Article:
Throughout this Lent, I have been meditating on the call to drink the cup with the Lord. "Unless you drink this cup, you have no part in me."
|The Last Supper, Pascal Dagnan Bouveret|
I am convicted about how much of my life is built around avoidance of suffering, how many decisions I make are based on my conviction that God would not ask me to suffer. In fact, God has promised I would suffer. When we choose him, we choose the kingdom of God which necessarily puts the comforts of this world, rewards of this world, the goals of this world in direct subordination and often even in conflict with the comforts, rewards, and goals of the kingdom. We are meant for this world only for a short while during which we unite ourselves to Christ and his loves and purposes for this world.
Sadly, we are disappointed with life when we suffer the very things Jesus said we would. But Jesus is clear that to follow him means to deny self and take up a cross. Denying self is a life long discipline that is active in rejecting the way of the world and our own responses of self-pity, anger, resentment, jealousy, unbelief.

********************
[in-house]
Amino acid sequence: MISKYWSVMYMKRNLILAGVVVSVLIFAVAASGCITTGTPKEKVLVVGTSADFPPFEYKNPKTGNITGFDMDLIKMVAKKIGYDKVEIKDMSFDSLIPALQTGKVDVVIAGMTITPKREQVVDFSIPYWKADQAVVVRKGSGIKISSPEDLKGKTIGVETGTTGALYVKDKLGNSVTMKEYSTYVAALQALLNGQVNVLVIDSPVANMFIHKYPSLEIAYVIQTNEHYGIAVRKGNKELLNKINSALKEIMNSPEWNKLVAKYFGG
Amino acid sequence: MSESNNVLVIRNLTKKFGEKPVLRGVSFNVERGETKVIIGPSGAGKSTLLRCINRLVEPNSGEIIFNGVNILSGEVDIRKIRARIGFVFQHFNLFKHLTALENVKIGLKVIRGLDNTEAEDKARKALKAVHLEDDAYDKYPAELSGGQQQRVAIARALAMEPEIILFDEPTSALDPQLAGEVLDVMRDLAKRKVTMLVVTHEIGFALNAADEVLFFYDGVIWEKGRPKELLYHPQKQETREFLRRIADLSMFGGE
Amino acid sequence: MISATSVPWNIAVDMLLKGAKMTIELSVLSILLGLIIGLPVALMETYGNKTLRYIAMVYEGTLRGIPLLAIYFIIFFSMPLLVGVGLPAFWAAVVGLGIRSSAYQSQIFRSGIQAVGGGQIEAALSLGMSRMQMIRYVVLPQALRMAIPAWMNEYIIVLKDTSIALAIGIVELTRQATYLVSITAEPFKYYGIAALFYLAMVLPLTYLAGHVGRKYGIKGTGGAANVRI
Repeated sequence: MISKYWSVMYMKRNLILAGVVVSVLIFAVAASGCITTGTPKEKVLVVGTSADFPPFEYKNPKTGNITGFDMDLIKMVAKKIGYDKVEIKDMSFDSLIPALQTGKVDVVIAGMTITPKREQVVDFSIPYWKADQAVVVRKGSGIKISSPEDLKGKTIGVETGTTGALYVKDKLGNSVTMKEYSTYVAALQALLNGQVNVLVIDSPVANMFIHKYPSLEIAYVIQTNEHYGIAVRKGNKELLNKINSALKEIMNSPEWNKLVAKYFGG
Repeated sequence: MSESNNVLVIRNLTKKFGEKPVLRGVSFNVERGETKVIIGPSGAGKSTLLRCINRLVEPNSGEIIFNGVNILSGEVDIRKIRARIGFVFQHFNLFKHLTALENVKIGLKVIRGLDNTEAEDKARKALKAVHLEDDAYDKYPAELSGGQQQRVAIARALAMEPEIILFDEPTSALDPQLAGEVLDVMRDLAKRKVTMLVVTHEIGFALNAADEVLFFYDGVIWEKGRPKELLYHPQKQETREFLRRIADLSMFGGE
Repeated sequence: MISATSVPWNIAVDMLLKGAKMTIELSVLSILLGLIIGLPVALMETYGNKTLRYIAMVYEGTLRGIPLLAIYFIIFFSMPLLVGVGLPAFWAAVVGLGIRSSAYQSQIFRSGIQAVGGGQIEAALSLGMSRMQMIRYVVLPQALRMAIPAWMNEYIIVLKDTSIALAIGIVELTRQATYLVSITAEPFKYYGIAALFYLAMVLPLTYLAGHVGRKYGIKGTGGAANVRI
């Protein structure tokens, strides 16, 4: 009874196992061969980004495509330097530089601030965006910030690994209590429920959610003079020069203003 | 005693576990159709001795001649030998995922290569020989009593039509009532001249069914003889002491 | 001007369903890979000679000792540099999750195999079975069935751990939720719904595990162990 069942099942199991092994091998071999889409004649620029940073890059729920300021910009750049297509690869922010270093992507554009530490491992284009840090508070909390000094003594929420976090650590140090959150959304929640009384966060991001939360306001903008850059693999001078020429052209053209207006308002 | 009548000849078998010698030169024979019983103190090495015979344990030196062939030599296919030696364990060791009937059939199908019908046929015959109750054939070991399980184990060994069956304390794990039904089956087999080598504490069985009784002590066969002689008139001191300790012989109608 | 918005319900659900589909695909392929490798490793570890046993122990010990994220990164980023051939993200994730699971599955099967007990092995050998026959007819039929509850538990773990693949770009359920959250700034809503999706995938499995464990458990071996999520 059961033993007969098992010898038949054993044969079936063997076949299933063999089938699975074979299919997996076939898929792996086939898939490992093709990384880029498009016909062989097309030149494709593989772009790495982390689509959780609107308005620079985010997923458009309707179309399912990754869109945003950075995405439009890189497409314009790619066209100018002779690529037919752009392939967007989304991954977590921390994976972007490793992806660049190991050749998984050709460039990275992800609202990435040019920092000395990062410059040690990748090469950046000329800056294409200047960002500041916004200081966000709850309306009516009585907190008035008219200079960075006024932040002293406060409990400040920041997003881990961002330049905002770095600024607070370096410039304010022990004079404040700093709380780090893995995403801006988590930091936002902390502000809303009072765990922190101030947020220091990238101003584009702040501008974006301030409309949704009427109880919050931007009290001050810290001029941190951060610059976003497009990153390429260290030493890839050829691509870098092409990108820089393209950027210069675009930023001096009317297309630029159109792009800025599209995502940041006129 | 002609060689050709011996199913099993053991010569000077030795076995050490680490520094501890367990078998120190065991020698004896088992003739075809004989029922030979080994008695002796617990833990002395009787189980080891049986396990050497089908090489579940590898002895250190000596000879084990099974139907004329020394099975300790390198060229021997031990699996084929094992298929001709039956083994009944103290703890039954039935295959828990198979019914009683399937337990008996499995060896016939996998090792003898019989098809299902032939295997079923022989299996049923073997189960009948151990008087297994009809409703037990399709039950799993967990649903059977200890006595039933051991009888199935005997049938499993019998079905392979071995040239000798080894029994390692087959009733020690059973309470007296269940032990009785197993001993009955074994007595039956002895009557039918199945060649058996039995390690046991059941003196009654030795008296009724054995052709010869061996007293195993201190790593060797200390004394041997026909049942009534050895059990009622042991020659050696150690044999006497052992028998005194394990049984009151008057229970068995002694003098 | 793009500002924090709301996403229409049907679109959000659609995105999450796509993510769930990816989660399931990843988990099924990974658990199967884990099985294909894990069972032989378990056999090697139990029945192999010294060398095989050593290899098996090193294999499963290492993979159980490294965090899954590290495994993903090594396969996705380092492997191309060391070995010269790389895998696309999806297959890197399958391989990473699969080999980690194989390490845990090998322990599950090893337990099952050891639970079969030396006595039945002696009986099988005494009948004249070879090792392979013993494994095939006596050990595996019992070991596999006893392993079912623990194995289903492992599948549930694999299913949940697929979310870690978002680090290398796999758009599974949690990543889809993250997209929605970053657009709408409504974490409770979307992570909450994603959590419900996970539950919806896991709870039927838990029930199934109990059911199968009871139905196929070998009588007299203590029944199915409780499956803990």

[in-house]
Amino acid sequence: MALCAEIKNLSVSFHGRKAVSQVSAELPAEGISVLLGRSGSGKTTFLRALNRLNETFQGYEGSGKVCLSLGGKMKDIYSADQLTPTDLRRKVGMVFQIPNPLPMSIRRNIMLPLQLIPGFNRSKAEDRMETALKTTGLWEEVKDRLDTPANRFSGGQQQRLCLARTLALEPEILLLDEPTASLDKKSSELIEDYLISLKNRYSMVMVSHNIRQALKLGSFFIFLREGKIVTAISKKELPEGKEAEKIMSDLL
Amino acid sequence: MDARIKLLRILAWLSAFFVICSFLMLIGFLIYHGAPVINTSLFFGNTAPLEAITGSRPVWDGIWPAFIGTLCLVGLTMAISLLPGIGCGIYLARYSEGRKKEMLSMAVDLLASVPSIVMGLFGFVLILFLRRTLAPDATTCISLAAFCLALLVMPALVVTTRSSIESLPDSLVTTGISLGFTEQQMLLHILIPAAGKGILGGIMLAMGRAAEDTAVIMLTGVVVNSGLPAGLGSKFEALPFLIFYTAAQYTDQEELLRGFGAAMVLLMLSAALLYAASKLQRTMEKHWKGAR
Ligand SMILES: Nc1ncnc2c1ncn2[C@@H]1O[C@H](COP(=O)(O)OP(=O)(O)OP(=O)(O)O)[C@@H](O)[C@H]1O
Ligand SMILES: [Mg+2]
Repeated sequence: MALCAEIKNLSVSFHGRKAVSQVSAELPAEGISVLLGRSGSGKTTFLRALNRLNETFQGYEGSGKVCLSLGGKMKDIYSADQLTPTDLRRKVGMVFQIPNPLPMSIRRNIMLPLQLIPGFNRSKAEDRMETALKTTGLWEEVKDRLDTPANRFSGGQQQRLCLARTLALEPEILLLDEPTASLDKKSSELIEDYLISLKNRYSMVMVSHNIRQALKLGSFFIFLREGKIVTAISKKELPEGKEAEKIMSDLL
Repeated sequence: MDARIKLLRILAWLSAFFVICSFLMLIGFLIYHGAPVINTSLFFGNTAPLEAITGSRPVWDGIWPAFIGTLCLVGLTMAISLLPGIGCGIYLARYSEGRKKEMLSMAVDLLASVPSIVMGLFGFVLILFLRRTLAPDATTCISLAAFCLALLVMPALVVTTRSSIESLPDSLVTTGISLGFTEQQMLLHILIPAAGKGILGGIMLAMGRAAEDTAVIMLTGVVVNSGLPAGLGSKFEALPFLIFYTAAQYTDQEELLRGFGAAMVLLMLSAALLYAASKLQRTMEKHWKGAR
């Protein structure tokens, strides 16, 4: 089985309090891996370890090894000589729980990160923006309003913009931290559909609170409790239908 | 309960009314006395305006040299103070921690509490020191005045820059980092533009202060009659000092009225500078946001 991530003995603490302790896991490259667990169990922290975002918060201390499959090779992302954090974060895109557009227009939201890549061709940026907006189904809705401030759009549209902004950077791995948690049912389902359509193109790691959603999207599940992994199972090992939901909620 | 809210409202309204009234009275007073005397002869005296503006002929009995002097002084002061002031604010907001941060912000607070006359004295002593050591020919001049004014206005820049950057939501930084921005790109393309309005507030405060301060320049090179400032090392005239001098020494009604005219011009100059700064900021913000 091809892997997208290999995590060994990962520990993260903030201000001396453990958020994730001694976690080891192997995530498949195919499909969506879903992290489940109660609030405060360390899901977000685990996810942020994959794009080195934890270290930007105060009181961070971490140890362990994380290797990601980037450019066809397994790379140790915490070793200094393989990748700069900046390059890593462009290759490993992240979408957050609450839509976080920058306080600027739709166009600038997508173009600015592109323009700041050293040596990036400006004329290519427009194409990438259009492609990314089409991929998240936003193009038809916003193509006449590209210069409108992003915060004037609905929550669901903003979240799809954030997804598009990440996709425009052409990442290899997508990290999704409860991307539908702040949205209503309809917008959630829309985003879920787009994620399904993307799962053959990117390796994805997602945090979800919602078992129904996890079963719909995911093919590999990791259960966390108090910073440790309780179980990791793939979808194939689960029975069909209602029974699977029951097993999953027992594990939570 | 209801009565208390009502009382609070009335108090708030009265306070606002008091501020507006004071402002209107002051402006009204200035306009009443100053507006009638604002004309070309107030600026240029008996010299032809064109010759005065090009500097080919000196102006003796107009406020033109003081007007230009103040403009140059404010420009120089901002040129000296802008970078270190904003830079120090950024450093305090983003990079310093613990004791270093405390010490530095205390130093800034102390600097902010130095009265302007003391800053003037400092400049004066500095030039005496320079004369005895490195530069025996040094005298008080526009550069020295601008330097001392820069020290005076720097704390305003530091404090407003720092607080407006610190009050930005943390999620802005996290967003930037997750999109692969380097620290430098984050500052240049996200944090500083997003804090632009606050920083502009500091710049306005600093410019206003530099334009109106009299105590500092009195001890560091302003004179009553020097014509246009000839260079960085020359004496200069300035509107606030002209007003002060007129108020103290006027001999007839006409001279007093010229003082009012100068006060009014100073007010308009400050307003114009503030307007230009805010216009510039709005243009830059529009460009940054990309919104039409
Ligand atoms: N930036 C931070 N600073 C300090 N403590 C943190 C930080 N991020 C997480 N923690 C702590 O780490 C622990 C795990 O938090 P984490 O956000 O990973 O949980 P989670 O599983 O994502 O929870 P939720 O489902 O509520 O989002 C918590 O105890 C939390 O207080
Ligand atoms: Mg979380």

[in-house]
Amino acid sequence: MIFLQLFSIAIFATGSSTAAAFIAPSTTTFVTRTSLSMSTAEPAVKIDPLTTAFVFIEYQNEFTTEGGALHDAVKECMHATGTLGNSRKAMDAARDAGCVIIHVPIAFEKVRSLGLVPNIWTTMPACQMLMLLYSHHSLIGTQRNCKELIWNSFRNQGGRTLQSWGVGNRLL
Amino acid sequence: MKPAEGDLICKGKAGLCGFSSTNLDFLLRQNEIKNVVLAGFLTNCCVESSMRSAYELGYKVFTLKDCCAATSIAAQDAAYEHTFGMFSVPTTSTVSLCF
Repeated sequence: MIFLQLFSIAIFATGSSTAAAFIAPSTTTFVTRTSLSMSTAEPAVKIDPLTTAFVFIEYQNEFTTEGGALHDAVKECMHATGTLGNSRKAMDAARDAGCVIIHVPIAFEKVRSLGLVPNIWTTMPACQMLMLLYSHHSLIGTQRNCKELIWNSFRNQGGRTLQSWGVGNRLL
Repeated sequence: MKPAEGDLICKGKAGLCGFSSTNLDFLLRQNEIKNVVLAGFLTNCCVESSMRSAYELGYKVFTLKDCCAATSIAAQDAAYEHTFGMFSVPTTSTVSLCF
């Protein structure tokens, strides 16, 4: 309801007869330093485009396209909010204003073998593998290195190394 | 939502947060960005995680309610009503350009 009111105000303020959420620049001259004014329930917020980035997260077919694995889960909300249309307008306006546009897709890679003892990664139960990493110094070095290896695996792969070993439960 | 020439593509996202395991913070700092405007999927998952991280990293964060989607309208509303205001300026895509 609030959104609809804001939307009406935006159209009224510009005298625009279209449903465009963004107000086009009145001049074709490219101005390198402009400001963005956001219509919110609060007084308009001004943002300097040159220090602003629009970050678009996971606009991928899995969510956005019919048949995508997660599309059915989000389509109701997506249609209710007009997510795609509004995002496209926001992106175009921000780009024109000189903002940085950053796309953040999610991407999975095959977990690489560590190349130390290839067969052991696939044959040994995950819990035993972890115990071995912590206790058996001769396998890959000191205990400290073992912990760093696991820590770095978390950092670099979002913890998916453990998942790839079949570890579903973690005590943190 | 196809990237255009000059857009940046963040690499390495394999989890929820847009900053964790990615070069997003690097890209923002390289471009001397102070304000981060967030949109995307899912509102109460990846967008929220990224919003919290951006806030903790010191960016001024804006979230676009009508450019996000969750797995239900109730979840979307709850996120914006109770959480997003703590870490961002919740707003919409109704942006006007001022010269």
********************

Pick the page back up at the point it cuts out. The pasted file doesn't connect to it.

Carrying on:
Jesus spoke harshly to Peter, saying, "Get behind me Satan! For you are not setting your mind on the things of God, but on the things of man" after Peter rebuked Jesus when he foretold his own suffering. Then he goes right on to say that if anyone would follow him, he would have to do exactly what Jesus is doing--take up a cross, deny self. It is the draw of Satan for us to pull away from the suffering that is part of being in Jesus.
I find that one of the ways that we hesitate to drink the cup of Jesus is in our deep reluctance to be identified as Christians. Honestly, one of the reasons we get so angry as Americans when our culture drifts so far from God and biblical truth is that we are then marginalized and mischaracterized. Then we have to suffer through being misrepresented and even mocked. That then requires of us courage and love and forgiveness that we would not like to have to press into. As long as our culture is voicing what we feel is right, we don't have to rouse from our comfort and be troubled or uncomfortable. This is a cup of suffering we are loath to drink. I am amazed at how easily our American church has become ashamed of the Gospel, resorting to denial of what is really happening in our culture because we simply cannot bear the suffering of being labeled and dismissed.